Ginny Gordon And The Broadcast Mystery (#5) By Julie Campbell

“If she gets involved in any more mysteries I’d be in favor of the boarding school idea. As you say, she might get a lot out of it. How do you feel about going away to school, Ginny?”

It is still fall and I still have a couple of more Whitman girls’ series up my sleeve- today we return to Westchester County, NY, home of the Julie Campbell Tatham’s OTHER famous teen girl sleuth, Ginny Gordon, and her benevolent youth gang, The Hustlers.

In previous volumes, The Hustlers (Ginny’s BFF Lucy Tryon, her wholesome, kinda-boyfriend John Blaketon and John’s twin cousins Whiz and Babs) had opened a junk shop and thwarted various criminal schemes, then sold it off to fund a new enterprise, The Snack Barn, and thwarted a pair of fraudsters with the help of a hunky hillbilly singer who was also an FBI agent, then turned around and sold THAT so they could start a portable lending library for invalids and shut-ins.

The Plot: It is worth noting that this fifth and final novel in the series was published the same year as Campbell’s fifth Trixie Belden book (The Mystery Off Glen Road), and like that story, this one has a lot of things happening, but not much of a cohesive mystery.

Still, it is slightly livelier than the previous volumes in the series, which has never managed to rise to the heights of the Trixie mysteries.

As the book opens, Ginny and the gang are preparing to hold a used book sale in their space at the Harristown train station to raise funds to benefit the Junior-Senior high school, and they are overwhelmed by donations:

“Everybody, but everybody in town wants to donate books for the sale. And they’re not really being charitable at all.” Lucy’s blue eyes flashed. “It’s just that they want to get ride of a lot of old books that have been gathering cobwebs for years.”

So… accurate.

The library is doing bang-up business on the lending side as well, especially with the publication of My Heart’s in the City, a scandalous, Peyton Place-esque novel that everyone in town is reading, convinced that it is based on Harristown and its residents!

Things start to go wrong when The Hustlers receive a shipment of antique books from Mrs. Arnold, one of the many eccentric old ladies who populate Harristown and get involved in Ginny’s various adventures. Ginny notes that the box contains what appears to be a valuable volume of Lewis Carroll’s Rhyme? And Reason? and sets it aside on the rare books shelf for the sale. Mrs. Arnold’s long-suffering chauffeur, Carson,  soon returns to inform Ginny the book was sent over by mistake, and when Ginny goes to retrieve it, finds it missing!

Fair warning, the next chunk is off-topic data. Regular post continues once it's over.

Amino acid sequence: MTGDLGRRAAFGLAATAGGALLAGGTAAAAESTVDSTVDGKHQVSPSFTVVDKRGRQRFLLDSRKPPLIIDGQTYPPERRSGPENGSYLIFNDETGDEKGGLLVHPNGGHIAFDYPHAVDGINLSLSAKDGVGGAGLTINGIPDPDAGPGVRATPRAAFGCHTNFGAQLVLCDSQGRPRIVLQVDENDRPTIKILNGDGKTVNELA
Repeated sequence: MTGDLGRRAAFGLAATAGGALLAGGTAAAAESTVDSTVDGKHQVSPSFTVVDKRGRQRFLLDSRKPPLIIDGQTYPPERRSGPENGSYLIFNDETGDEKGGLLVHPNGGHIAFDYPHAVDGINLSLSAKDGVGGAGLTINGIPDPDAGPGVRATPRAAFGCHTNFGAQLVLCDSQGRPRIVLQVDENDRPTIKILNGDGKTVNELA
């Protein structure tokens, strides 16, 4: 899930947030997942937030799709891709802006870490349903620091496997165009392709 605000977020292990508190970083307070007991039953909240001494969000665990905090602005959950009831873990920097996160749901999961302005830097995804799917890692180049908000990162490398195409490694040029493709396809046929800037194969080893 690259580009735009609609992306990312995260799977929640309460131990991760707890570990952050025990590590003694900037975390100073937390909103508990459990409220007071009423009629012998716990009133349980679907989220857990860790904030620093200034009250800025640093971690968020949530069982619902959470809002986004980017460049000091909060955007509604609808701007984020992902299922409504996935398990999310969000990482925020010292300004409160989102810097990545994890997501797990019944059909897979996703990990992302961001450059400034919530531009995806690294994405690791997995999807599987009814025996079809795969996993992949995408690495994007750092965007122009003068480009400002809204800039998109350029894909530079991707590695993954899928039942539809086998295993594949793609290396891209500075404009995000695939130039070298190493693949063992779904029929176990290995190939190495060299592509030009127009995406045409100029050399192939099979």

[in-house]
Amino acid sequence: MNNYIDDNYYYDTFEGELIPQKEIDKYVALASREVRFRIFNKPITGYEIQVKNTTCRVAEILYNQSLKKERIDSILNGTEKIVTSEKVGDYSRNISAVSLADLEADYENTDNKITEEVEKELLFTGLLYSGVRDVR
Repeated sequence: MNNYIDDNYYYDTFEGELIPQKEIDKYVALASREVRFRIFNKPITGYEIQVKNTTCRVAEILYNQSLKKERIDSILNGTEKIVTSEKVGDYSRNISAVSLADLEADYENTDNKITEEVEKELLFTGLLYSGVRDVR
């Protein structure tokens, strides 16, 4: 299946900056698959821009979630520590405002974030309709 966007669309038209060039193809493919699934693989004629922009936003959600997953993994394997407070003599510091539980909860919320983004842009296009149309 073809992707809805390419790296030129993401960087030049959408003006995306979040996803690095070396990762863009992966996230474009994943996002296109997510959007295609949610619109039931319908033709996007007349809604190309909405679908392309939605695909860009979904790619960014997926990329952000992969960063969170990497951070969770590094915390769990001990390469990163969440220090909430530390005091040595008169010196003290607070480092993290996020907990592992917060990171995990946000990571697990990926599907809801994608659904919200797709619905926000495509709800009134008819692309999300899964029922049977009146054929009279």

Mrs. Arnold is thrilled to have another mystery to solve, but Carson feels responsible and is sick with worry when he learns it is worth 500 1956-dollars (that’s almost five grand in 2020).

Ginny, meanwhile, suspects that Whiz and Babs Reilly, the harebrained junior members of the club, somehow got the book mixed up with a bunch of old textbooks they took to the dump.

Like Mystery Off Glen Road, a LOT of this book finds Ginny on the outs with her friends, berating the Reilly twins for their incompetence, annoyed with Lucy for her crush on a moody New Guy In Town, and quarreling with John  when he accuses her of “biting off more than she can chew.”

The latter accusation is sparked by Ginny’s invitation to serve as the moderator for a radio panel show on Harristown’s WHBH called “Author Meets Teen-Age Critics”. If the show is a success, it could even be picked up by the network affiliate for national broadcast!

But station owner Mr. Adrian puts a lot on Ginny, leaving her to contract the guest-author, do publicity, secure review copies AND recruit a panel of fellow-teenagers: